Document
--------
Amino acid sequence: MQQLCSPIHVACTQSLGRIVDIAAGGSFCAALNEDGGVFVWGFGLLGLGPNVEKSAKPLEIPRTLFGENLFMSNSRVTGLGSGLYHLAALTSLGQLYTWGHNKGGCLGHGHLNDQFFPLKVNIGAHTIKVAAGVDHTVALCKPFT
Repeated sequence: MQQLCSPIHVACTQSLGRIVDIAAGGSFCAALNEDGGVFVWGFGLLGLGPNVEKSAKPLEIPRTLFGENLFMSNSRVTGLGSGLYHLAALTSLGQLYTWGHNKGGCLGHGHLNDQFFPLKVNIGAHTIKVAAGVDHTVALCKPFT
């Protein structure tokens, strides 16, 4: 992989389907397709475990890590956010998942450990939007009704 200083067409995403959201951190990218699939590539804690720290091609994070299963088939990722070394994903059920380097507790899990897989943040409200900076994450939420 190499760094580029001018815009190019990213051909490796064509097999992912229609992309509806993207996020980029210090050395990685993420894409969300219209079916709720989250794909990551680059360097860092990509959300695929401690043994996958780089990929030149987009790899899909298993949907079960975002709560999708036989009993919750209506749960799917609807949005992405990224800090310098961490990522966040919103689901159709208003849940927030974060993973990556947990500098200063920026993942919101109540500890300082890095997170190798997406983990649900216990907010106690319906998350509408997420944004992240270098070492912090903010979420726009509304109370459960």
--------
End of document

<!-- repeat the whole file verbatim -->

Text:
Amino acid sequence: MQQLCSPIHVACTQSLGRIVDIAAGGSFCAALNEDGGVFVWGFGLLGLGPNVEKSAKPLEIPRTLFGENLFMSNSRVTGLGSGLYHLAALTSLGQLYTWGHNKGGCLGHGHLNDQFFPLKVNIGAHTIKVAAGVDHTVALCKPFT
Repeated sequence: MQQLCSPIHVACTQSLGRIVDIAAGGSFCAALNEDGGVFVWGFGLLGLGPNVEKSAKPLEIPRTLFGENLFMSNSRVTGLGSGLYHLAALTSLGQLYTWGHNKGGCLGHGHLNDQFFPLKVNIGAHTIKVAAGVDHTVALCKPFT
């Protein structure tokens, strides 16, 4: 992989389907397709475990890590956010998942450990939007009704 200083067409995403959201951190990218699939590539804690720290091609994070299963088939990722070394994903059920380097507790899990897989943040409200900076994450939420 190499760094580029001018815009190019990213051909490796064509097999992912229609992309509806993207996020980029210090050395990685993420894409969300219209079916709720989250794909990551680059360097860092990509959300695929401690043994996958780089990929030149987009790899899909298993949907079960975002709560999708036989009993919750209506749960799917609807949005992405990224800090310098961490990522966040919103689901159709208003849940927030974060993973990556947990500098200063920026993942919101109540500890300082890095997170190798997406983990649900216990907010106690319906998350509408997420944004992240270098070492912090903010979420726009509304109370459960």